THERE'S no point in arguing with Philippe Starck, because it generally goes like this: (1) The world's most famous product designer makes a well-meaning and sincere but slightly preposterous claim. (2) You feel obliged to question the preposterous bit. (3) He comes across all hurt and boyish. (4) You feel mean.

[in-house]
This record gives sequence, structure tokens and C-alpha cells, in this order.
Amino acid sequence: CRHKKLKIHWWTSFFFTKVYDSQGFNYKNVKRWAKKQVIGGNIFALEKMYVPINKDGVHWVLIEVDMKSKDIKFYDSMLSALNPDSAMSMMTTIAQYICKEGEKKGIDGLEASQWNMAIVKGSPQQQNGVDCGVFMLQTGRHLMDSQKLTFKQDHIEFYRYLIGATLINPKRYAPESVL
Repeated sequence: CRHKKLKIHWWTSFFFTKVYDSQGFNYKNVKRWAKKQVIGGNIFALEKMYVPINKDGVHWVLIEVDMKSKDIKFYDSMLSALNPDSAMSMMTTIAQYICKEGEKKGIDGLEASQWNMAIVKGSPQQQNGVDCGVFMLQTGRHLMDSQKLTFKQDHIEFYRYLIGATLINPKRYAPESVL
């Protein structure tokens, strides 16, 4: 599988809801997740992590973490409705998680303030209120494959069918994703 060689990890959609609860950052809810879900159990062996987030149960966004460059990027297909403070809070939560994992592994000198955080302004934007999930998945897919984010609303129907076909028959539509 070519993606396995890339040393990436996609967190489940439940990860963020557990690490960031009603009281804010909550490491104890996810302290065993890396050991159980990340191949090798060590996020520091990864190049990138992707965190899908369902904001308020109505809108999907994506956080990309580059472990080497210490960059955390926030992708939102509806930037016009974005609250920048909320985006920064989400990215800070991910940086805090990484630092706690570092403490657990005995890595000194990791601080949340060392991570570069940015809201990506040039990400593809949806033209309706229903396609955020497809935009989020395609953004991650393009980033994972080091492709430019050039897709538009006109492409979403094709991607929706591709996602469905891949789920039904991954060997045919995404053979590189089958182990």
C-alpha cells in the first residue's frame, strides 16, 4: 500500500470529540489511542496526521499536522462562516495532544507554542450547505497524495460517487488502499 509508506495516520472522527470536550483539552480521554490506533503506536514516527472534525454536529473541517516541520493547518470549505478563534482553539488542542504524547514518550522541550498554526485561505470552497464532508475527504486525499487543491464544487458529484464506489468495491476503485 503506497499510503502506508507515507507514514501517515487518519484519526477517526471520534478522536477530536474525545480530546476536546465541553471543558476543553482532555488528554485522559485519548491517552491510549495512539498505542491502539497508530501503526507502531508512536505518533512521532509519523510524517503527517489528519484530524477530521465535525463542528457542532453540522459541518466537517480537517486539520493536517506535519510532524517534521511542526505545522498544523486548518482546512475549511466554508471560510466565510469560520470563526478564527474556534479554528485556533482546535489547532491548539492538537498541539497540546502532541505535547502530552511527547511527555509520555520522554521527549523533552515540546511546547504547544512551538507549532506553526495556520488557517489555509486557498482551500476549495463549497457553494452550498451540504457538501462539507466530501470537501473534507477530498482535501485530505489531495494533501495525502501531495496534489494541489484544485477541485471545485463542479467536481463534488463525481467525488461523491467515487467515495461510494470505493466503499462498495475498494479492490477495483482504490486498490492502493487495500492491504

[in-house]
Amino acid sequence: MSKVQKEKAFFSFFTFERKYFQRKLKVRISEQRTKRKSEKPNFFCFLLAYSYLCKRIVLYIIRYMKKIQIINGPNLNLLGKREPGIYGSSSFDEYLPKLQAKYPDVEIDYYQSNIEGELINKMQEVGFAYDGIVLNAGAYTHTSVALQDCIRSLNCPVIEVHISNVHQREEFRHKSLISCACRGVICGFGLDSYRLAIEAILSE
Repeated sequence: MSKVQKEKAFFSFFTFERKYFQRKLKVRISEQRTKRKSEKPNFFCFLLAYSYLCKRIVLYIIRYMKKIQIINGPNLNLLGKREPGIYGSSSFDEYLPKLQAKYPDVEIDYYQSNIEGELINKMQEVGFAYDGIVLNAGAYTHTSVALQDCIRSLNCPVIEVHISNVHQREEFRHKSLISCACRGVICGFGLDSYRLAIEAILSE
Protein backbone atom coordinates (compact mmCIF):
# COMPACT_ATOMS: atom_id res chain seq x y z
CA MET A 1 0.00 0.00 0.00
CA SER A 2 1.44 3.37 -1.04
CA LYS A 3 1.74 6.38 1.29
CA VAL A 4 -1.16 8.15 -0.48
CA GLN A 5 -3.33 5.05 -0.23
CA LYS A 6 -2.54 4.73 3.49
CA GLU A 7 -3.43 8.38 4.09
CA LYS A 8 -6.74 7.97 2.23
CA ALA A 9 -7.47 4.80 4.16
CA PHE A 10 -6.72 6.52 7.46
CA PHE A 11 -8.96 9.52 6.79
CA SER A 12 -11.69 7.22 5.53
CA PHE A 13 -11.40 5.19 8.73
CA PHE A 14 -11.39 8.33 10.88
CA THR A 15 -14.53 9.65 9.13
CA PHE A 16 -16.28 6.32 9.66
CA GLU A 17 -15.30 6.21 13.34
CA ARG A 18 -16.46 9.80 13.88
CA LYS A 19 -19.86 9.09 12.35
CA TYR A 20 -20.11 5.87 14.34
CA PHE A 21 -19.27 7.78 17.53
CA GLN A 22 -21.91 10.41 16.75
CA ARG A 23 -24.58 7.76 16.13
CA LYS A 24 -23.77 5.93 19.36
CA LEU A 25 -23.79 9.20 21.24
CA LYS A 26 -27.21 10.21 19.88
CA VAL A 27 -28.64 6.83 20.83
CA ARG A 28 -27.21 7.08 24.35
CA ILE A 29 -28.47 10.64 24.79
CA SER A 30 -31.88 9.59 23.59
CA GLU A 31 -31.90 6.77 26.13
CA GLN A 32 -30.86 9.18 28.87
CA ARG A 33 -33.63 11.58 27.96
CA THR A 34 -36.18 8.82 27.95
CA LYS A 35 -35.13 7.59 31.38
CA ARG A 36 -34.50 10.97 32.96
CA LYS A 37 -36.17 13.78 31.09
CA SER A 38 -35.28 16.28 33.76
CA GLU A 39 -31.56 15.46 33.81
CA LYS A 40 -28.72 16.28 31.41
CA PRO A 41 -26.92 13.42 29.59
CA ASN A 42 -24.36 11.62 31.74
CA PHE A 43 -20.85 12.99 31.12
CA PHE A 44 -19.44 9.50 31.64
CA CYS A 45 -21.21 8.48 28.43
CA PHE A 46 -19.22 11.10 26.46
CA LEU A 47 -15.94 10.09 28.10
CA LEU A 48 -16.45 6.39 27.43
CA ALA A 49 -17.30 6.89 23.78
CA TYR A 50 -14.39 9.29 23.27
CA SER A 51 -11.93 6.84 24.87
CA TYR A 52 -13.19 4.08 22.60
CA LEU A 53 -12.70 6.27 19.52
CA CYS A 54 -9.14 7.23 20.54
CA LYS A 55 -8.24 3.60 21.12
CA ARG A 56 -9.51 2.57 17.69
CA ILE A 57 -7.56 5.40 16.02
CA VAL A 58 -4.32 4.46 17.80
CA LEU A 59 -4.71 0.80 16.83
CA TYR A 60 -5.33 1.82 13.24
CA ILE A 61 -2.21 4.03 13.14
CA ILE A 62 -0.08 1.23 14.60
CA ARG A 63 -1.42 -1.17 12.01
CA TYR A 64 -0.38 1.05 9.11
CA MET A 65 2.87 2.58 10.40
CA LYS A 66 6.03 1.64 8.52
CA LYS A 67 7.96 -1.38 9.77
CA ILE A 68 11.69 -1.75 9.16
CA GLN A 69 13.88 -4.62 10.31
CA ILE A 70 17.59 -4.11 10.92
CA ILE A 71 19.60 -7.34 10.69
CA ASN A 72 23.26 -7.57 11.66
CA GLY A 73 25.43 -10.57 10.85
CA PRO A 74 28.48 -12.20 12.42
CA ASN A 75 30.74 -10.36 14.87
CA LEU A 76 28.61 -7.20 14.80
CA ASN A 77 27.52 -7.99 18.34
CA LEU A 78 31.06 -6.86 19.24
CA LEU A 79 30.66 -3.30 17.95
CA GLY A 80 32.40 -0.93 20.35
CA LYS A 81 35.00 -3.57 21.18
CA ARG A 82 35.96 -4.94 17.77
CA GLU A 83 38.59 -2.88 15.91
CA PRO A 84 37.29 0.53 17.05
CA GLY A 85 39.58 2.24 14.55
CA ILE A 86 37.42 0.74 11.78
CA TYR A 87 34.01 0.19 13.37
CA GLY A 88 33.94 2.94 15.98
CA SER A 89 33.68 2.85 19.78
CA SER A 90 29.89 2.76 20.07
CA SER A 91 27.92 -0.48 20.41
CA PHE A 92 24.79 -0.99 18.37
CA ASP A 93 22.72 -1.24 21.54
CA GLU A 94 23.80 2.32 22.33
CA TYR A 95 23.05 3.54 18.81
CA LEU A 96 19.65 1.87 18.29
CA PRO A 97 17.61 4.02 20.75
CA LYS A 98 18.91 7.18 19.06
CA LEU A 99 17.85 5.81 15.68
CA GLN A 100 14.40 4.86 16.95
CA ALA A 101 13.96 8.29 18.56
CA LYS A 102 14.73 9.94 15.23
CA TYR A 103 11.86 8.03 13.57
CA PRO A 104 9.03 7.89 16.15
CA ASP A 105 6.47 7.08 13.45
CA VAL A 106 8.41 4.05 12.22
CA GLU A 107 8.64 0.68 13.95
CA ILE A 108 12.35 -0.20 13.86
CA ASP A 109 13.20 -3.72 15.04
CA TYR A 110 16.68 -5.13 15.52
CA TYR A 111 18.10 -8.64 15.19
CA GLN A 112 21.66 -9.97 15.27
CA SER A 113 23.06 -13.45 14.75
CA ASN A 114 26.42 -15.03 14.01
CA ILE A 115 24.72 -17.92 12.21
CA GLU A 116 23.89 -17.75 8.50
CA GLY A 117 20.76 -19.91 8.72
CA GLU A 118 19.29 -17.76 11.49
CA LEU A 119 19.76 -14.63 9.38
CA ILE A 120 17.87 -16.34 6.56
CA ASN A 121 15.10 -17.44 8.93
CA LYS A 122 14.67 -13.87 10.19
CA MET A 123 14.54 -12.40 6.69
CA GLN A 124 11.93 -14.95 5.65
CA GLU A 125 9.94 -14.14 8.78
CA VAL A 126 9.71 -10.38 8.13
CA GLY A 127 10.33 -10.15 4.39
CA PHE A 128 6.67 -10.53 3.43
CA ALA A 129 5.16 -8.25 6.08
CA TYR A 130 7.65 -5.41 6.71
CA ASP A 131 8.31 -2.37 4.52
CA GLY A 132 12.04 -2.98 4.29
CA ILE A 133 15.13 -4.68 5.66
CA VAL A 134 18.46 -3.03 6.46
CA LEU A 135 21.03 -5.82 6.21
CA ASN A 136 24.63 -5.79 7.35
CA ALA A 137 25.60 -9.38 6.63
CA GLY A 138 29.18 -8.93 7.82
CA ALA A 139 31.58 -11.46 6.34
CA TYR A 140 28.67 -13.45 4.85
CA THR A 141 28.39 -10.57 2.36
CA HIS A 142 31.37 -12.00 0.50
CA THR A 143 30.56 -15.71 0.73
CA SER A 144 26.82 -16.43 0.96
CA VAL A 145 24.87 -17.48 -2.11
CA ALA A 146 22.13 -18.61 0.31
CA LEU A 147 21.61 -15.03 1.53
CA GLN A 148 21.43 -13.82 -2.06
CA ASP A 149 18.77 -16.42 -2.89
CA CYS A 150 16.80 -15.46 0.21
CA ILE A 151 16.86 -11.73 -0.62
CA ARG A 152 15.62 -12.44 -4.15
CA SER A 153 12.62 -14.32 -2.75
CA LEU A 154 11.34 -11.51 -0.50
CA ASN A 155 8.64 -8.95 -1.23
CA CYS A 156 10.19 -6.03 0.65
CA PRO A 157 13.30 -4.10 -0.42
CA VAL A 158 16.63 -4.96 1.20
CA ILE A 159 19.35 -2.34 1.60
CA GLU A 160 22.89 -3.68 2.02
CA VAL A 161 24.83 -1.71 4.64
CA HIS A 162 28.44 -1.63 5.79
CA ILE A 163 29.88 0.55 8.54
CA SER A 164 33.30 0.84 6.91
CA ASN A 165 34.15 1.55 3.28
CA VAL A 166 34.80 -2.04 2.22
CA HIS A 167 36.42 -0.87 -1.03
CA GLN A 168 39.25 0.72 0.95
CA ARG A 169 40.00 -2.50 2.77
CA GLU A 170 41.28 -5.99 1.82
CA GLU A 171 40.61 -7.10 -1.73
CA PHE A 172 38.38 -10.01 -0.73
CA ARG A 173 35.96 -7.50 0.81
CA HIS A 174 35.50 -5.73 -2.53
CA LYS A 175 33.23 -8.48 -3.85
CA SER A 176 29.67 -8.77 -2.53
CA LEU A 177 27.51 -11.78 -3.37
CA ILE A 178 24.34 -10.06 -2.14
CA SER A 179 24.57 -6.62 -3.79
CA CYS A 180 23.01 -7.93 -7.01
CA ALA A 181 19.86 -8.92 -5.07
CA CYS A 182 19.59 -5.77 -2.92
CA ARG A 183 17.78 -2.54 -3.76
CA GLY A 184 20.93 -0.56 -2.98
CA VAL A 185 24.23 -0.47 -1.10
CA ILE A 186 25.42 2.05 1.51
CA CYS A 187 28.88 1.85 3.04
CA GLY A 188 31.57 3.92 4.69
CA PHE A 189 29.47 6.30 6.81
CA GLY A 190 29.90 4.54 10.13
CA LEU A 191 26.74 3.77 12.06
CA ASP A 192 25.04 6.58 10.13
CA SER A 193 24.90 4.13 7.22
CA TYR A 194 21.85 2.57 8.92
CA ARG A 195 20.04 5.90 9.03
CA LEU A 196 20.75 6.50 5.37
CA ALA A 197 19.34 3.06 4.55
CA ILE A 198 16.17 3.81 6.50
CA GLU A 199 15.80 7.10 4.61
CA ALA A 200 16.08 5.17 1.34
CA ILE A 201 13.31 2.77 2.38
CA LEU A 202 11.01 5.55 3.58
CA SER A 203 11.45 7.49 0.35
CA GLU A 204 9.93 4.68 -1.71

Take Mr. Starck's claim to have "invented a concept called Democratic Design," which he says gives everyone high-quality products at affordable prices. Sounds great, but didn't the modern movement try to do that for most of the 20th century? And how can he claim to have "won the battle" by designing "a chair that sells for less than 100 euros," or $156, when that's still too expensive for most Western consumers? And what about the 90 percent of the world's population too poor to afford many of the products most Americans see as essentials? What has Democratic Design done for them?
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